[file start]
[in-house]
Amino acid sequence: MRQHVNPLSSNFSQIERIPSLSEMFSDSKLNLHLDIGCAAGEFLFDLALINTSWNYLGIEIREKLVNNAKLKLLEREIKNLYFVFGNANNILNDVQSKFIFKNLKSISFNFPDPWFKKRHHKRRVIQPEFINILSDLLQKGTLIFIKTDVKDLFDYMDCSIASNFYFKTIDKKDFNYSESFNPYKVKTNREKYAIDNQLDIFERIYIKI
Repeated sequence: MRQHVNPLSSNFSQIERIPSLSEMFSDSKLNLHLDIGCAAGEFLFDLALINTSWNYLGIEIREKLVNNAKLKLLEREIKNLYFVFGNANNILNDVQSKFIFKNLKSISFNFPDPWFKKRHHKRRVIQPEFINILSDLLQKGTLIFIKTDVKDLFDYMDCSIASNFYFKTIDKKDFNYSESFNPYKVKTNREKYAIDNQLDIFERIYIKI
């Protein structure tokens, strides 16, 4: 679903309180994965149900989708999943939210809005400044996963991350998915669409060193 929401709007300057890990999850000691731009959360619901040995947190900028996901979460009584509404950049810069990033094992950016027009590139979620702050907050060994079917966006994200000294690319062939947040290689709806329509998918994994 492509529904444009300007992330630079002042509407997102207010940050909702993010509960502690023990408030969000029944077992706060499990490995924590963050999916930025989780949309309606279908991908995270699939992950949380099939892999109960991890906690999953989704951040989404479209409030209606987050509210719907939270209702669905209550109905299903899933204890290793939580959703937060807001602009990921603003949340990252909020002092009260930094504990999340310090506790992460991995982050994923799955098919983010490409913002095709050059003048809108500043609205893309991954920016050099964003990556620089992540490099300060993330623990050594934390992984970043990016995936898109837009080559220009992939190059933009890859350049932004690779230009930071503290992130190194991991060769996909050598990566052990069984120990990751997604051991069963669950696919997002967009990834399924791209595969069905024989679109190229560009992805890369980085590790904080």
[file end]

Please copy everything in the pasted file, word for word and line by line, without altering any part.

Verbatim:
[in-house]
Amino acid sequence: MRQHVNPLSSNFSQIERIPSLSEMFSDSKLNLHLDIGCAAGEFLFDLALINTSWNYLGIEIREKLVNNAKLKLLEREIKNLYFVFGNANNILNDVQSKFIFKNLKSISFNFPDPWFKKRHHKRRVIQPEFINILSDLLQKGTLIFIKTDVKDLFDYMDCSIASNFYFKTIDKKDFNYSESFNPYKVKTNREKYAIDNQLDIFERIYIKI
Repeated sequence: MRQHVNPLSSNFSQIERIPSLSEMFSDSKLNLHLDIGCAAGEFLFDLALINTSWNYLGIEIREKLVNNAKLKLLEREIKNLYFVFGNANNILNDVQSKFIFKNLKSISFNFPDPWFKKRHHKRRVIQPEFINILSDLLQKGTLIFIKTDVKDLFDYMDCSIASNFYFKTIDKKDFNYSESFNPYKVKTNREKYAIDNQLDIFERIYIKI
């Protein structure tokens, strides 16, 4: 679903309180994965149900989708999943939210809005400044996963991350998915669409060193 929401709007300057890990999850000691731009959360619901040995947190900028996901979460009584509404950049810069990033094992950016027009590139979620702050907050060994079917966006994200000294690319062939947040290689709806329509998918994994 492509529904444009300007992330630079002042509407997102207010940050909702993010509960502690023990408030969000029944077992706060499990490995924590963050999916930025989780949309309606279908991908995270699939992950949380099939892999109960991890906690999953989704951040989404479209409030209606987050509210719907939270209702669905209550109905299903899933204890290793939580959703937060807001602009990921603003949340990252909020002092009260930094504990999340310090506790992460991995982050994923799955098919983010490409913002095709050059003048809108500043609205893309991954920016050099964003990556620089992540490099300060993330623990050594934390992984970043990016995936898109837009080559220009992939190059933009890859350049932004690779230009930071503290992130190194991991060769996909050598990566052990069984120990990751997604051991069963669950696919997002967009990834399924791209595969069905024989679109190229560009992805890369980085590790904080």